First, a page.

In an article such as this it is impossible to cover all aspects of every chemical so it is perfectly possible that something important is not mentioned. Atrazine is a very popular herbicide, which has a residual action and also broadens the spectrum of weeds controlled.
I generally avoid it – and any other herbicides that have a long residual action – because the farmers I work with are likely to include in their system crops such as beans, pumpkin and other vegetables. Including atrazine or other triazines is, however, recommended if a farmer is likely to grow mainly maize and/or sorghum.
- It is assumed that maize and sorghum are the most likely crops, with a possibility of dry beans being planted or even inter-cropped.
- This means that all plants on the field have to be controlled before planting begins.
- An inspection of the field will determine the type of weeds, their stage of development and therefore the most effective herbicide and its application rate.
- The most popular herbicide to use at this stage is glyphosate (Roundup, Springbok, Mamba), because it is systemic and has a very broad control spectrum.
- Paraquat is never recommended because it is extremely toxic and proper control among small-unit farmers is likely to be problematic.
- A huge spectrum of herbicides is available and there are also many advisors, each of whom has his own preference.
- The recommendations given here do not try to cover all possible options and are likely not to be the choice of all advisors.
- This is aimed mainly at controlling annual grass weeds.
- There is no chemical control option for controlling grass seeds in maize and sorghum once the weeds have germinated, which means that the farmer must get it right first time.
- Many herbicides can be used at this stage, but the cheapest will be one having alachlor as the active ingredient.
- Check your soil’s clay content and use the herbicide as recommended.
- If nutgrass is a problem, apply alachlor at the highest recommended rate, BEFORE the weed seeds germinate.
- If more than a week has passed since the glyphosate was sprayed, it would be “additional insurance” to spray another 1 to 2 litres/ha; if more than 14 days have passed, doing so is essential.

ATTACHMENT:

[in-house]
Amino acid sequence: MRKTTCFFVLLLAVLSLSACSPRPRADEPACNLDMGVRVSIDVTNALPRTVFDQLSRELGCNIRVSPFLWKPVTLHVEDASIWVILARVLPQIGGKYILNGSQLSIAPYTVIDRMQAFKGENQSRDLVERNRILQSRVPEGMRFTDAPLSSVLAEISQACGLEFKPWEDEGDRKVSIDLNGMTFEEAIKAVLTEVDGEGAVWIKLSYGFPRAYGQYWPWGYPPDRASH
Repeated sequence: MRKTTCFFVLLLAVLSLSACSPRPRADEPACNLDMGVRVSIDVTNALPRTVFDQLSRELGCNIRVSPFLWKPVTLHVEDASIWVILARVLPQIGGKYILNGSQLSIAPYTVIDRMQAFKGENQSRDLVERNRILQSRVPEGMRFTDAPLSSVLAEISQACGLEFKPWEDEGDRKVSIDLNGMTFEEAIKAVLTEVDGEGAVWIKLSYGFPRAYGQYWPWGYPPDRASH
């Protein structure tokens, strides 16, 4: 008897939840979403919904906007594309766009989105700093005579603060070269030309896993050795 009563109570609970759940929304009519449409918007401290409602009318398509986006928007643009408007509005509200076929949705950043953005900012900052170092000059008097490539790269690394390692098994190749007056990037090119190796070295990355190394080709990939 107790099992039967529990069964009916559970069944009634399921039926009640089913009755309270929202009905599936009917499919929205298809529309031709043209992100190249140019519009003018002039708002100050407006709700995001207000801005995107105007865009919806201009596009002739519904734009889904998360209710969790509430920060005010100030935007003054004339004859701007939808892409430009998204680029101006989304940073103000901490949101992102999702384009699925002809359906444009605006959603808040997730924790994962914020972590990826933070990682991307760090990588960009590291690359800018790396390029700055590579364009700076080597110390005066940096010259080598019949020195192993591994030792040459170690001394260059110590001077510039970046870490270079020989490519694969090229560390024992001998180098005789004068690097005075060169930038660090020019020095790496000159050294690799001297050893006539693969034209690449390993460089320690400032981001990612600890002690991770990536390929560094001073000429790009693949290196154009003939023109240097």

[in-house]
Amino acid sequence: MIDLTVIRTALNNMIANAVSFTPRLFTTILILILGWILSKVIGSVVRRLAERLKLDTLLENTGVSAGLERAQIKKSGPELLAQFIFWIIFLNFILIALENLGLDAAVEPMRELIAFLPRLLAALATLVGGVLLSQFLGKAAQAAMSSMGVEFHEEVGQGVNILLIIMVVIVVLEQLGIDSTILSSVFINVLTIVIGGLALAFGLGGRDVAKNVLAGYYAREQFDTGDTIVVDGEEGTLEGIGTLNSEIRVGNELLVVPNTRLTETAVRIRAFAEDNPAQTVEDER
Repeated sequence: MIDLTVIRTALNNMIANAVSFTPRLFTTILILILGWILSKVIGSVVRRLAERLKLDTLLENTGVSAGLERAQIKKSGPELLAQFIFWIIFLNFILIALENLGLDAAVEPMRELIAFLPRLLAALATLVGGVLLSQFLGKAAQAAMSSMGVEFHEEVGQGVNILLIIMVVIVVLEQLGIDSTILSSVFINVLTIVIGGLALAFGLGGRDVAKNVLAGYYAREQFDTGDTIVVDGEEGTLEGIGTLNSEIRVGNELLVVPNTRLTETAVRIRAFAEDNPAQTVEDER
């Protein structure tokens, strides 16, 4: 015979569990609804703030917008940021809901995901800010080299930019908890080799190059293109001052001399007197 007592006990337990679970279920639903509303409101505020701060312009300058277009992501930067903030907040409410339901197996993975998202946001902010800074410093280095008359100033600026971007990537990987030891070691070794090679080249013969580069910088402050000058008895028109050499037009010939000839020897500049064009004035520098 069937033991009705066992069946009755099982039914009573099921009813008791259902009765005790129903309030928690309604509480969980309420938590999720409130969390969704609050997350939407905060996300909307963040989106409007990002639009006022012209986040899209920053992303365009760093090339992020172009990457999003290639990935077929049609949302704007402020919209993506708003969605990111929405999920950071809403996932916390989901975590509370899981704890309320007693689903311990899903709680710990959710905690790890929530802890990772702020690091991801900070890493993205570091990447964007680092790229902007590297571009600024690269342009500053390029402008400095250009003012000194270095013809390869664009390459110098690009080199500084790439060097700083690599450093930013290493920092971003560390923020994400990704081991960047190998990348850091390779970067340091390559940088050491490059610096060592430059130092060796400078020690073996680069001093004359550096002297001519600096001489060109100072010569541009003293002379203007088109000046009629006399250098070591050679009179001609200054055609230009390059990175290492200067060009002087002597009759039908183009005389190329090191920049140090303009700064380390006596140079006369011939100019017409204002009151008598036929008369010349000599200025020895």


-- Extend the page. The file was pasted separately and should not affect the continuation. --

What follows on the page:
The hope is that the measures used will give sufficient control so that the farmer has only to do some chopping or pulling to control the weeds, but this is not always the case.
- Nutgrass is the most likely plant to appear.
- If it is likely to develop into a major problem, the farmer will have to take special care.
- The first option to consider is replacing the alachlor with a pre-emergent herbicide which is thought to provide more effective control.
- And remember that the application rate should always be set at the highest recommended rate, if nutgrass is a problem.
- The next option is to use a post-emergent herbicide such as Basagran or Servian. Basagran controls a range of broad-leaf weeds in addition to nutgrass.
- It does, however, have very specific climatic requirements and must also be sprayed when broad-leaf weeds are still small.
- Servian controls only nutgrass in maize or sorghum.
- The third alternative is to include the herbicide Callisto in the spraying programme.
- It is very effective, but the problem with this herbicide is that it only comes in a 5 litre container, which is sufficient for 20 to 25 ha, and the cost is beyond the budget of most small-unit farmers.
- Stinkblaar, burr weed and morning glory often develop after the residual effects of the herbicides have stopped being effective.
- For the small-scale farmer, the most effective way to control these weeds is to ensure that hoeing or chopping is carried out regularly.
- Witchweed is a serious problem where it occurs and this will be dealt with in a separate article.
- Basically, the most effective control for small-scale farmers is to introduce a rotation of crops resistant to witchweed.
- This article was written by Werner Ristow and first appeared in Farming SA.